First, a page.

When I lived in Seattle, I drove a car. Every day. I drove an hour to work each day, across a bridge that overlooked Lake Union and the Space Needle as the city was waking up, and across another bridge that floated on top of the water and swayed a little with strong winds. I drove to Safeway to buy my co-workers donuts in the middle of the day. I drove an hour home from work each day, and used that time to talk to my mom on the phone while I sat in bumper to bumper traffic. I drove to my friends’ houses and to the bank and to the grocery store, even though it was only a few blocks away and would have taken less than fifteen minutes to walk there. I drove because I could. I drove because that’s what you do when you have a car, even though gas prices are astronomical and we have a really good metro transit system. No bus or tram or bicycle could frighten me, and I was never afraid that harm would befall my soft breakable body while I was enveloped in my two-ton metal cocoon. The weather outside didn’t matter, because inside my car I could have a cool breeze blowing in my face or heat radiating from my seat warmers just by pushing a button.
When I lived in Seattle, I made a decent living. I wasn’t rich by any stretch, but I had enough money to pay my rent and make payments on my credit cards and to eat Chipotle every day for lunch, and I still had some money left over for hobbies. I had enough money to buy a couple yards of fabric to sew something pretty, or to buy a couple packs of cigarettes a week to enjoy while I was driving. I had enough money to buy things that I didn’t need. Sometimes, if I felt the urge to spend a little money on something, I would drive to the Goodwill and buy a couple used books or some gaudy bauble to use as decor in my living room, just because. I had enough money to take a friend out to dinner, or to buy drink for someone on their birthday, or to bring a six-pack of beer to a social gathering. I had enough money to replace a light bulb if it burnt out. I always had a little money left over when I got paid on the first day of the month, and I could always count on having my paycheck placed in my hands on the first day of the month, no matter what. Unless the first day of the month happened to fall on a weekend or a holiday, in which case I could definitely count on having it the next business day.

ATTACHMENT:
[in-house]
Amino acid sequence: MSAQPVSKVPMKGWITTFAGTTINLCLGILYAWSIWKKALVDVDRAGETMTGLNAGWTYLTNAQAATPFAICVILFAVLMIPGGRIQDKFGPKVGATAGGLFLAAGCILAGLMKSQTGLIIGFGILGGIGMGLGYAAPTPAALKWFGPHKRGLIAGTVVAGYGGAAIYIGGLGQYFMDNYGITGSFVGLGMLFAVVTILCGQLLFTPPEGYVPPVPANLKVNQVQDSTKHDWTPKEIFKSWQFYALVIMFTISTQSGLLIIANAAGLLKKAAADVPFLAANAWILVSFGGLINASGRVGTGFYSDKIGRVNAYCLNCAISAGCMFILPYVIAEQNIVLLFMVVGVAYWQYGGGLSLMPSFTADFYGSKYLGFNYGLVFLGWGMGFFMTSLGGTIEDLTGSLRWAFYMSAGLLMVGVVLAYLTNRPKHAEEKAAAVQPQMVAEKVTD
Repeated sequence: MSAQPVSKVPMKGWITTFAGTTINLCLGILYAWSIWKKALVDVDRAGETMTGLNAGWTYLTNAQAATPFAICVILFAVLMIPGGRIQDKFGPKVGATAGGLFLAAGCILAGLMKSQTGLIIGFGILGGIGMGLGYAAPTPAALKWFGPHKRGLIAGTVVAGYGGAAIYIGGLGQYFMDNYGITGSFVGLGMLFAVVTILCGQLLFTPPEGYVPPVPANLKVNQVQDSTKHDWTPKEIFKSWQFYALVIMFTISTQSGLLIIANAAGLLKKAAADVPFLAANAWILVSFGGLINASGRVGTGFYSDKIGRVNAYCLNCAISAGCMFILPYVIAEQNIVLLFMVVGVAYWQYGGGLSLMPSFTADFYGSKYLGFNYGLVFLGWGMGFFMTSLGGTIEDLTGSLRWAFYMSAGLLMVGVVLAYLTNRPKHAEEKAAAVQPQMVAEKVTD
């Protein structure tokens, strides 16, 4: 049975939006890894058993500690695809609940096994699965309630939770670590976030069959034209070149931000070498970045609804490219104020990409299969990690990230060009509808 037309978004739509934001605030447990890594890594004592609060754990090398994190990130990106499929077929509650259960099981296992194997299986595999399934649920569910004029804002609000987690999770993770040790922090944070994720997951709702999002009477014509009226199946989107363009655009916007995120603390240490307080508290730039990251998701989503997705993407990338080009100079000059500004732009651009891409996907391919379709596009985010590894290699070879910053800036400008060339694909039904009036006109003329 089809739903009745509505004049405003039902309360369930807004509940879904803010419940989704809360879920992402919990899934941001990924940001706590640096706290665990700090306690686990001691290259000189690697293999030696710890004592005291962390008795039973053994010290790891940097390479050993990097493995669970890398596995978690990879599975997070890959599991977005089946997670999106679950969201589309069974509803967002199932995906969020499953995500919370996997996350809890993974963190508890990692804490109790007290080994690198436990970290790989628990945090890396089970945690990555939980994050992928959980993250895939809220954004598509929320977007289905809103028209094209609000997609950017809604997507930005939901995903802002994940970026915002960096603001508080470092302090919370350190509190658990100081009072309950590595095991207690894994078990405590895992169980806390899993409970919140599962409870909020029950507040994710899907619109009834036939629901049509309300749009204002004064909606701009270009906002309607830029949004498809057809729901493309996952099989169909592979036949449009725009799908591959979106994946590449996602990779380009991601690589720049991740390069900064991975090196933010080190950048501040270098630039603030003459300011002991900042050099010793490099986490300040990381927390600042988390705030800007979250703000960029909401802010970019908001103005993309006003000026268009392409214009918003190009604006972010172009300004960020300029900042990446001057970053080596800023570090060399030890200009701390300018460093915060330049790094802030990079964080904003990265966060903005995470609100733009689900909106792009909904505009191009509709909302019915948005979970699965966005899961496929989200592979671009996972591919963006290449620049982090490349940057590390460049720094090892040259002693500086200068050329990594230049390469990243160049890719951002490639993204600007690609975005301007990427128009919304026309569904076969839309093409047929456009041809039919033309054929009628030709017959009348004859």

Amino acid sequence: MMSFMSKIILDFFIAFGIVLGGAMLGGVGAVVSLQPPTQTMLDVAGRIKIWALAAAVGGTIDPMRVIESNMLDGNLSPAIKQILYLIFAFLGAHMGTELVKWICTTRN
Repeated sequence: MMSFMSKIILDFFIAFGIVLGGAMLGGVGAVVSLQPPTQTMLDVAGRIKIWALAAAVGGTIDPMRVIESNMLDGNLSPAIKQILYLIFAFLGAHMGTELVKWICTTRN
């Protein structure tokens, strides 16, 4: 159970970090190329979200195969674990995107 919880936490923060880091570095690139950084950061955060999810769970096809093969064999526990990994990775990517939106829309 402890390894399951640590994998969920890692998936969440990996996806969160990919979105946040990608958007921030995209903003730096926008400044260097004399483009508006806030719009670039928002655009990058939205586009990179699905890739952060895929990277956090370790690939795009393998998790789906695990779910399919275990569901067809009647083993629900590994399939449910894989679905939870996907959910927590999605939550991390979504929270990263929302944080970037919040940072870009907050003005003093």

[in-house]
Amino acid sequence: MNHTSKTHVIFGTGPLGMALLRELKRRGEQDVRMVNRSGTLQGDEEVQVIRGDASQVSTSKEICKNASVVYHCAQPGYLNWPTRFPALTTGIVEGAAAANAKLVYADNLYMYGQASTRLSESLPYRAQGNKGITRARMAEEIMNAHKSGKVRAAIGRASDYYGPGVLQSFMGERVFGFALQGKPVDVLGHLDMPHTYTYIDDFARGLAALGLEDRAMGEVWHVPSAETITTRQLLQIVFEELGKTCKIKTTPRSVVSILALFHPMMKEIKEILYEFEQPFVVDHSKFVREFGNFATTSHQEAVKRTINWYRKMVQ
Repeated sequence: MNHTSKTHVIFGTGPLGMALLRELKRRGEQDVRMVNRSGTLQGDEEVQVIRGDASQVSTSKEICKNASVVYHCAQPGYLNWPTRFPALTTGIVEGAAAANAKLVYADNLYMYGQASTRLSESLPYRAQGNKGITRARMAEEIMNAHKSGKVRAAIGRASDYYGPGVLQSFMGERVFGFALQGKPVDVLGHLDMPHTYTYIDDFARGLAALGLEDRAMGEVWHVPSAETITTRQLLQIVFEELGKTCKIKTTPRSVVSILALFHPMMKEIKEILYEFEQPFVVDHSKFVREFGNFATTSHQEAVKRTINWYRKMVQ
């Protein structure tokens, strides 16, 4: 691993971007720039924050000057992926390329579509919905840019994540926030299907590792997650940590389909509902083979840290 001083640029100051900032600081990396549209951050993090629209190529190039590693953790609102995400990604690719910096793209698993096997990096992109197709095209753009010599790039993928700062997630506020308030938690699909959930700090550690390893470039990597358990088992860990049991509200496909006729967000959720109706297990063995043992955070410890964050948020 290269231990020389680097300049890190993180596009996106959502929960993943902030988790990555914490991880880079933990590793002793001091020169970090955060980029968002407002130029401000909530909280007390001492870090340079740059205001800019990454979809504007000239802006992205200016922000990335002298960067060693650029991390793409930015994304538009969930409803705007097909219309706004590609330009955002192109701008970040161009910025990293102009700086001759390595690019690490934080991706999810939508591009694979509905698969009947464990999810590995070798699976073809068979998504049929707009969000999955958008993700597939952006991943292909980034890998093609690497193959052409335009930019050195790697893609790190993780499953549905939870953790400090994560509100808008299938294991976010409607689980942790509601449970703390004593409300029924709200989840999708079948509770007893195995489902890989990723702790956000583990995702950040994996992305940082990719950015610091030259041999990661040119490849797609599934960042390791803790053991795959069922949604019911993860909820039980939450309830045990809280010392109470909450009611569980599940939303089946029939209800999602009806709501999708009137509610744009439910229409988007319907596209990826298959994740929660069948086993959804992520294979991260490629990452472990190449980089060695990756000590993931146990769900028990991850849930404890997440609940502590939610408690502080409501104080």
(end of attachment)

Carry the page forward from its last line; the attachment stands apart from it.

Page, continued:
When I lived in Seattle, I ate all different kinds of food, and plenty of it. I ate a Chipotle burrito bowl for lunch every day at work, and always with additions like corn salsa and lime tortilla chips. On more than one occasion, I had a layer of taste buds burned off and sweated uncomfortably from the spicy hotness of a Cashew Chicken bowl at Thai Tom’s. I abandoned silverware, held spongy injera bread in my hands and used it to scoop portions from my Ethopian platter (always avoiding the hard-boiled egg) at Queen Sheba. I asked for a fork and hung my head in shame for being the only person in my posse who couldn’t manage to use chopsticks to aid in slurping my slippery Pho noodles at Than Brothers. At Matador, I traversed a mountain of gooey Happy Hour nachos, heaped with sour cream and guacamole and habaneros (all of which I scraped off), until there were only crumbs left. I ate greasy cheeseburgers and fries and chocolate milkshakes at Dick’s Drive-In, and all for under $5. Sometimes I even cooked with my friends, usually on Saturday mornings, where we would all pitch in and set ourselves to one task, like frying the bacon or chopping the vegetables to scramble with the eggs or drizzling frosting over the cinnamon rolls. If I ever ate microwave meals, it was because of insurmountable laziness.
When I lived in Seattle, I was rarely at home because I was always out doing something. I brought wine to dinner at my friends’ houses and read aloud at the book club and drank gin & tonics at Happy Hours and went up on the roof on clear days and furrowed my eyebrows pensively in art galleries and sunbathed at the lake in the summer and closed my eyes at poetry readings and danced unabashedly at live shows. And a lot of the time, someone accompanied me.
When I lived in Seattle, I complained sometimes but I was mostly happy. I’m looking forward to living in Seattle again.